What is a Monsoon and How Do They Affect the US?

The summer phase of the North American Monsoon is in full swing. But what, you may wonder, is a monsoon and how do they affect the United States?

While most people associate a monsoon with rain, that is only half the story. It is actually a wind system. More specifically, according to NOAA, a monsoon is “a thermally driven wind arising from differential heating between a land mass and the adjacent ocean that reverses its direction seasonally.” In fact, the word monsoon is derived from the Arabic word “mausim”, meaning seasons or wind shift.

In general, a monsoon is like a large-scale sea breeze.  During the summer months, the sun heats both the land and sea, but the surface temperature of the land rises more quickly. As a result, an area of low pressure develops over the land and an area of relatively higher pressure sits over the ocean. This causes moisture-laden sea air to flow inland. As it rises and cools, it releases precipitation. In winter, this situation reverses and a dry season takes hold.

Monsoon wind systems exist in many different parts of the world. In the US, we have the North American Monsoon that impacts states across the southwest. Summer temperatures in the region – mostly desert – can be extremely hot. Readings in the triple digits are not uncommon. This intense heat generates a thermal low near the surface and draws in moist air from the nearby Gulf of California. In addition, an area of high pressure aloft, known as the subtropical ridge, typically moves northward over the southern U.S. in summer. Its clockwise circulation shifts the winds from a southwesterly to a southeasterly direction and ushers in moisture from the Gulf of Mexico. This combination of heat and moisture rich air produces thunderstorms and heavy rainfall across the region. In fact, summer monsoon rains are reported to supply nearly 50% of the area’s annual precipitation.

Replenishing reservoirs and nourishing agriculture, these seasonal rains are a vital source of water in the typically arid southwest. Conversely, they can also cause a number of hazards such as flash flooding, damaging winds and hail, as well as frequent lightning.

Monsoon season in the American southwest typically runs from mid-June to the end of September.

The North American Monsoon pulls moist air (green arrows) inland over the typically arid southwest region of the US. Credit: NOAA/NWS

Aphelion 2018: Earth Farthest from Sun Today

The Earth will reach its farthest point from the Sun today – an event known as the aphelion. It will officially take place at 16:46 UTC, which is 12:46 PM Eastern Daylight Time.

This annual event is a result of the elliptical shape of the Earth’s orbit and the slightly off-centered position of the Sun inside that path. The exact date of the Aphelion differs from year to year, but it’s usually in early July – summer in the northern hemisphere.

While the planet’s distance from the Sun is not responsible for the seasons, it does influence their length. As a function of gravity, the closer the planet is to the Sun, the faster it moves. Today, Earth is about 152 million kilometers (94 million miles) away from the Sun. That is approximately 5 million kilometers (3 million miles) further than during the perihelion in early January. That means the planet will move more slowly along its orbital path than at any other time of the year. As a result, summer is elongated by a few days in the northern hemisphere.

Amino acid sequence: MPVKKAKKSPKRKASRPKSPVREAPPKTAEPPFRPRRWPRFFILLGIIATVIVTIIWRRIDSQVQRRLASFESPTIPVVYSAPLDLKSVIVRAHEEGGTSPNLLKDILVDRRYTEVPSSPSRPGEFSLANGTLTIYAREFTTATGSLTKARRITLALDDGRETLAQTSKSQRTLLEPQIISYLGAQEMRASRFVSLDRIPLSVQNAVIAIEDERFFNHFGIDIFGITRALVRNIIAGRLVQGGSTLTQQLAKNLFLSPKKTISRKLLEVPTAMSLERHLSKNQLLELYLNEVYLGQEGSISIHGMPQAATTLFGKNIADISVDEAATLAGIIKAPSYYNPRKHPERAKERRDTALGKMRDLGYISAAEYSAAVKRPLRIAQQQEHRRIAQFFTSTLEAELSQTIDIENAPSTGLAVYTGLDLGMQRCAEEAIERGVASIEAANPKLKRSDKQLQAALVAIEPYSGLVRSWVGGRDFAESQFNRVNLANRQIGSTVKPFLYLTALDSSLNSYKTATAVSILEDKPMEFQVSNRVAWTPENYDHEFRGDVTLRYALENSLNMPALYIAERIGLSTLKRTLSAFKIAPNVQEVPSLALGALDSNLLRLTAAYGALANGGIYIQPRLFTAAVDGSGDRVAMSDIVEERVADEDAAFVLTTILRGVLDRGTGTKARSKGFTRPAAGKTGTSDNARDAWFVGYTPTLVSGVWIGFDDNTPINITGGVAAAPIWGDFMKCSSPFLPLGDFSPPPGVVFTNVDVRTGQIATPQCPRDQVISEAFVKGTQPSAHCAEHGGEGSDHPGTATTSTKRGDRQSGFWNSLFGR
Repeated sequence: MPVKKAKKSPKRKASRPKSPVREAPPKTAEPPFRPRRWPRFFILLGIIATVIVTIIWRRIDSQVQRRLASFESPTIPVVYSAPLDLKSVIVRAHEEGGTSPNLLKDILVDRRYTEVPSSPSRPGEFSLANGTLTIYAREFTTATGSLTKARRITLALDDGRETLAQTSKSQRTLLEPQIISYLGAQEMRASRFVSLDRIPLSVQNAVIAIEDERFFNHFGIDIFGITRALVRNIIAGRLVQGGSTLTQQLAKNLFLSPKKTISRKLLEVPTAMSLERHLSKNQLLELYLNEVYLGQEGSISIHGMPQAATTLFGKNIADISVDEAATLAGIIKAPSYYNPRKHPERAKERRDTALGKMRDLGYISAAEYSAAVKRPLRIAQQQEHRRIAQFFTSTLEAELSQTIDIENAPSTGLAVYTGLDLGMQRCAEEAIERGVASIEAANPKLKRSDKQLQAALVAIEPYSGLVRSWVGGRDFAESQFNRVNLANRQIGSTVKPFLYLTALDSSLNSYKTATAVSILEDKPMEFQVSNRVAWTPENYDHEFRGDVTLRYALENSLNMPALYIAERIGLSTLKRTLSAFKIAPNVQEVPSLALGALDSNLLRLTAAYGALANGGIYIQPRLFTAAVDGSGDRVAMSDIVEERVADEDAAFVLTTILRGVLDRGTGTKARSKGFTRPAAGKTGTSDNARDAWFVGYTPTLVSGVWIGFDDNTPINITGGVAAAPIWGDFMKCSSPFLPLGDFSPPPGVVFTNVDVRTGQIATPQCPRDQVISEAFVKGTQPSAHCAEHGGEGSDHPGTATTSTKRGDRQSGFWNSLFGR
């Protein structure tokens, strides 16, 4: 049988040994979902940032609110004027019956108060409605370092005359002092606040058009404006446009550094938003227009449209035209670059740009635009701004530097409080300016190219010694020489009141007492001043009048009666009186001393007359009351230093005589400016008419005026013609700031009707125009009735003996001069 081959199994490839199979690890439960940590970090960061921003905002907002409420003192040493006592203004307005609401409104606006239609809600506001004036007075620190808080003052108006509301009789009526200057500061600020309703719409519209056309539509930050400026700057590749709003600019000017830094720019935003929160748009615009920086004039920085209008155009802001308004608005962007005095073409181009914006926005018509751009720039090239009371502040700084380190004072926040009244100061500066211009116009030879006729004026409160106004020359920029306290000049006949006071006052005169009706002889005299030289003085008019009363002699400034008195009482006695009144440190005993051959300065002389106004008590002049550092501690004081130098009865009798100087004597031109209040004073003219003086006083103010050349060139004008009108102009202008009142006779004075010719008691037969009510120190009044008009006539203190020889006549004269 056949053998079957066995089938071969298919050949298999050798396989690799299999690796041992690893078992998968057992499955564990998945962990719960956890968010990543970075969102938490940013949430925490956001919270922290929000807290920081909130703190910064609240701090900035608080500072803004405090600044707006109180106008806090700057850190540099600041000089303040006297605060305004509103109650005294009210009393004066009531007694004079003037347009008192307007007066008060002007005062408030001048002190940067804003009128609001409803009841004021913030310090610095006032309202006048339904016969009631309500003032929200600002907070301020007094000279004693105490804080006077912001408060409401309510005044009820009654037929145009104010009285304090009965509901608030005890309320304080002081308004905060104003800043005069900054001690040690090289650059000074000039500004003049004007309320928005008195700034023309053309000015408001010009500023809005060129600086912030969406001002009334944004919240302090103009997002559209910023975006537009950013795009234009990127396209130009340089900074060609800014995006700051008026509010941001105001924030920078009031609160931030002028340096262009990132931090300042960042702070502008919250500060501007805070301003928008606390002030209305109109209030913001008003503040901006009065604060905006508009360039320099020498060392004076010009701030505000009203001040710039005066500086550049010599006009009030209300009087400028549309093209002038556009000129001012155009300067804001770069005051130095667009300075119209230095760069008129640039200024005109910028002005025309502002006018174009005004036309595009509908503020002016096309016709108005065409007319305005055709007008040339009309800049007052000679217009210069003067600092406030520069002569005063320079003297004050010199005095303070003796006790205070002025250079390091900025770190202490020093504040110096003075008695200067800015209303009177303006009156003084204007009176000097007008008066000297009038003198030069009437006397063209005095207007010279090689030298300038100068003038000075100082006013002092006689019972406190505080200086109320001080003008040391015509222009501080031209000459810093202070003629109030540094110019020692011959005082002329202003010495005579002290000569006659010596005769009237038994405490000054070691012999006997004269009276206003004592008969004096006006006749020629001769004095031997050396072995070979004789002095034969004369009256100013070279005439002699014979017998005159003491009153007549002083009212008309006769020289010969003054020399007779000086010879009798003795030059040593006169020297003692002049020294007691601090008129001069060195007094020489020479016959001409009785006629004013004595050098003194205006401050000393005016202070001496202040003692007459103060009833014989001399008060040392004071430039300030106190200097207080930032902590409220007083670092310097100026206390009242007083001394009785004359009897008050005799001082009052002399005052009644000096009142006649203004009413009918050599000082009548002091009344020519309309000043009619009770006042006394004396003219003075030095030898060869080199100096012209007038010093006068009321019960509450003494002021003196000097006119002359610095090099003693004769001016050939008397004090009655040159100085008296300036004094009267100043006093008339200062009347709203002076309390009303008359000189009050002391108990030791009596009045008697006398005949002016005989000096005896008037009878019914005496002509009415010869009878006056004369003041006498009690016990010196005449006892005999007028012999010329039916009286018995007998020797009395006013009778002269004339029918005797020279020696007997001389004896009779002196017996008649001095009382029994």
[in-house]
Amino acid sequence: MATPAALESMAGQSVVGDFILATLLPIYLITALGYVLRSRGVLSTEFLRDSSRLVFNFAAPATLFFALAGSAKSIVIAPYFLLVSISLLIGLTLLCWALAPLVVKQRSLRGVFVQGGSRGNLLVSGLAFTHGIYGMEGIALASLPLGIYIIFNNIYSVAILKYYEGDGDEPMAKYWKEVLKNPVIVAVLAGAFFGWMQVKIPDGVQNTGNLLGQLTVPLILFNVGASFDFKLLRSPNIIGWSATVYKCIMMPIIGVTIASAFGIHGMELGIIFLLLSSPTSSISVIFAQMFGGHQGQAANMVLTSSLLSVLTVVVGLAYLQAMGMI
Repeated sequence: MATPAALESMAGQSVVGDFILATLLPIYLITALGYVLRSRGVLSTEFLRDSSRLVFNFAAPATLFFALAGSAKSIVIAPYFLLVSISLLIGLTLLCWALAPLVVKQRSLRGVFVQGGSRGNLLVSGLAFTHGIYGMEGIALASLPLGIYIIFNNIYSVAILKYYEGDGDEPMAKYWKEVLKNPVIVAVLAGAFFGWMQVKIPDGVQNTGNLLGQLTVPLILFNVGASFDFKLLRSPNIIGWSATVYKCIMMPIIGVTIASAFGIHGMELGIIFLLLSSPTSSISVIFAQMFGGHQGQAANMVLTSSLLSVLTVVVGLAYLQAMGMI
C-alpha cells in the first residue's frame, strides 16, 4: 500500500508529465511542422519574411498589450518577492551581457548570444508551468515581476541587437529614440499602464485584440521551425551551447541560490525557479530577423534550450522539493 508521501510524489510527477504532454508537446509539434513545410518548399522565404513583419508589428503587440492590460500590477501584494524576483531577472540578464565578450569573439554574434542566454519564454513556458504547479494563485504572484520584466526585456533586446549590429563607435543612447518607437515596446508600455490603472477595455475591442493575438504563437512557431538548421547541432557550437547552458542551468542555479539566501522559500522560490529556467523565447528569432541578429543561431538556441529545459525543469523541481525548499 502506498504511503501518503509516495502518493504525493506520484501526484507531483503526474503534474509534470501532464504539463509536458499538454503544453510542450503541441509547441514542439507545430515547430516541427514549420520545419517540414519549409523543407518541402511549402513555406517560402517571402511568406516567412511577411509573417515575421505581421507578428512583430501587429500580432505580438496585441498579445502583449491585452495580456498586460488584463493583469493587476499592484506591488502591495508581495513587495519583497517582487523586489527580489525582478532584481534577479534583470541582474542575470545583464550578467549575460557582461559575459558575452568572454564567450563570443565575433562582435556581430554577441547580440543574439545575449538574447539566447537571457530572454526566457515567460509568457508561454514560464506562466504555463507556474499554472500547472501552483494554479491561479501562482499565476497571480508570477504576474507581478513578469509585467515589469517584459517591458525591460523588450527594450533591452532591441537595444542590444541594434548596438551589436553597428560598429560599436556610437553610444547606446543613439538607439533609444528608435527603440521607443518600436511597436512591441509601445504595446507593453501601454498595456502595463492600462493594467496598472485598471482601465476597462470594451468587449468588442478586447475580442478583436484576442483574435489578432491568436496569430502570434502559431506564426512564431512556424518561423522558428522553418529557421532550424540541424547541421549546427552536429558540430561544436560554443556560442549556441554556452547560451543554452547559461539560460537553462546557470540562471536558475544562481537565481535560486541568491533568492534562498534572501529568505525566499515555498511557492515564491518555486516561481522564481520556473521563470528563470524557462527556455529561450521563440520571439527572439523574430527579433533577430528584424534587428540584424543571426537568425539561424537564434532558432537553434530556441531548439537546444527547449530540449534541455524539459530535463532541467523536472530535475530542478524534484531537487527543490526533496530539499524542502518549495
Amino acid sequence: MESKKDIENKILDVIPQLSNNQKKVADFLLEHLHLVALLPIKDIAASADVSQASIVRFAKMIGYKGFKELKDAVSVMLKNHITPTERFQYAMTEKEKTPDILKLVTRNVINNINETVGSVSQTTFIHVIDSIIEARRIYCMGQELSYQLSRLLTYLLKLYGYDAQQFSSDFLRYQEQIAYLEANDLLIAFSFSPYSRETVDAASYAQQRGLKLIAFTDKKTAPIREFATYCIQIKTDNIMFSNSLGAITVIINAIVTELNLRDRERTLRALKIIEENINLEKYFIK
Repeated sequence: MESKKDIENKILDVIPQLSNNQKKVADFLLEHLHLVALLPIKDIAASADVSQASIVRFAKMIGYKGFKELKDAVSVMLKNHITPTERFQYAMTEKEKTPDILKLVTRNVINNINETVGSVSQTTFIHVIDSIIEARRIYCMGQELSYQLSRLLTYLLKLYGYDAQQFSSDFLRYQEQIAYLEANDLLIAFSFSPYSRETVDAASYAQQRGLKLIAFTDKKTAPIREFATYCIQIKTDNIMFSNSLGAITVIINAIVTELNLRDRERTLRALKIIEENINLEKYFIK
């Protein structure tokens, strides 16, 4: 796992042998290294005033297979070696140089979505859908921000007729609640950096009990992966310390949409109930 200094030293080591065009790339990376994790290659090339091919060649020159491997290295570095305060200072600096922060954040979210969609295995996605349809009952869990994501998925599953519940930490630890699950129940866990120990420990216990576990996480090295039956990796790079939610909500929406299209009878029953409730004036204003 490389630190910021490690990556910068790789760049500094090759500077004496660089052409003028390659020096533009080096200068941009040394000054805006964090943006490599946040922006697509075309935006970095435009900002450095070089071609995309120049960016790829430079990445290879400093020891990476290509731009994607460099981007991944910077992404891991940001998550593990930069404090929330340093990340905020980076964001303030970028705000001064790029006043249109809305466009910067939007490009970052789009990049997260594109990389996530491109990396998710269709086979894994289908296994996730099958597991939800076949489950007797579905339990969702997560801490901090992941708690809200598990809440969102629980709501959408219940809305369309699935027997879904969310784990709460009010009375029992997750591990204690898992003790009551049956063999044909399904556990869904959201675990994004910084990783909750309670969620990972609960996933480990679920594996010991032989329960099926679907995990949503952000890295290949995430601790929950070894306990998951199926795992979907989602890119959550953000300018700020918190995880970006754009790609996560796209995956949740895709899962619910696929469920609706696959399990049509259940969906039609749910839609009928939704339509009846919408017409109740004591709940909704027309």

The word, aphelion, is Greek for “away from the sun”.

Earth is farthest from the Sun during summer in the northern hemisphere. Credit: TimeandDate.com

Thomas Jefferson: Founding Father of Weather Observers

As the main author of the Declaration of Independence and the third President of the United States, Thomas Jefferson is regarded as one of this country’s Founding Fathers. He was also an astute and systematic weather observer.

Portrait of Thomas Jefferson by Rembrandt Peale, 1805. Credit: NYHS

In the summer of 1776, Jefferson was in Philadelphia, PA to sign the Declaration of Independence.  While there, he purchased a thermometer and a barometer – new and expensive weather equipment at that time. For the next 50 years, he kept a meticulous weather journal.  He recorded daily temperature data wherever he was – at home in Virginia or while traveling.

On July 4, 1776, Jefferson noted that the weather conditions in Philadelphia were cloudy with a high temperature of 76°F.

In an effort to understand the bigger picture of climate in America, Jefferson established a small network of fellow observers around Virginia as well as contacts in a few other states. According to records at Monticello, his estate in Virginia, he hoped to establish a national network for weather observations. While this plan did not come to fruition during his lifetime, today’s National Weather Service considers him the “father of weather observers.”

Happy Independence Day!

An excerpt from Thomas Jefferson’s Weather Journal, July 1776. Credit: NCDC

Four Day Heat Wave Bakes the Big Apple

New York City is sweltering through its first official heat wave of the summer.

The threshold for what constitutes a heat wave varies by region, but here in the northeastern United States it is defined as three consecutive days with temperatures reaching 90°F or higher. Tuesday marked the city’s fourth day of sweltering conditions.

In Central Park, the temperature reached 93°F on Saturday, 96°F on Sunday, 95°F on Monday, and 92°F on Tuesday. The humidity made it feel even hotter. The heat index – the so-called real feel temperature – reached into the triple digits in some spots.

The main driver of this dramatic heat and humidity is a dominant Bermuda High, a large area of high pressure situated off the east coast. Spinning clockwise, it has been steering hot, humid air from the Gulf of Mexico toward the northeast.

While these conditions are oppressive, they can also be dangerous. The NWS issued both an excessive heat warning and air quality alert for the city.

The normal high for this time of year in the Big Apple is 83°F.

Four day heat wave bakes the Big Apple. Credit: The Weather Gamut

Weather Lingo: Heat Index

Temperature is one of the basic elements of weather.  Our perception of it, however, is often influenced by other factors.  In summer, this is usually humidity.

The heat index, developed in the late 1970’s, is a measure of the apparent or “real feel” temperature when heat and humidity are combined.  Since the human body relies on the evaporation of perspiration to cool itself, the moisture content of the air affects comfort levels. Basically, as humidity levels increase, the rate of evaporation decreases and the body can begin to feel overheated.  For example, an air temperature of 92°F combined with a relative humidity level of 60% will produce a heat index value of 105°F.

The National Weather Service issues heat advisories when the heat index is forecast to be at least 95°F for two consecutive days or 100°F for any length of time.  Extended exposure to high heat index values can lead to serious health hazards.

Heat-Index

Credit: NOAA

NYC Monthly Summary: June 2018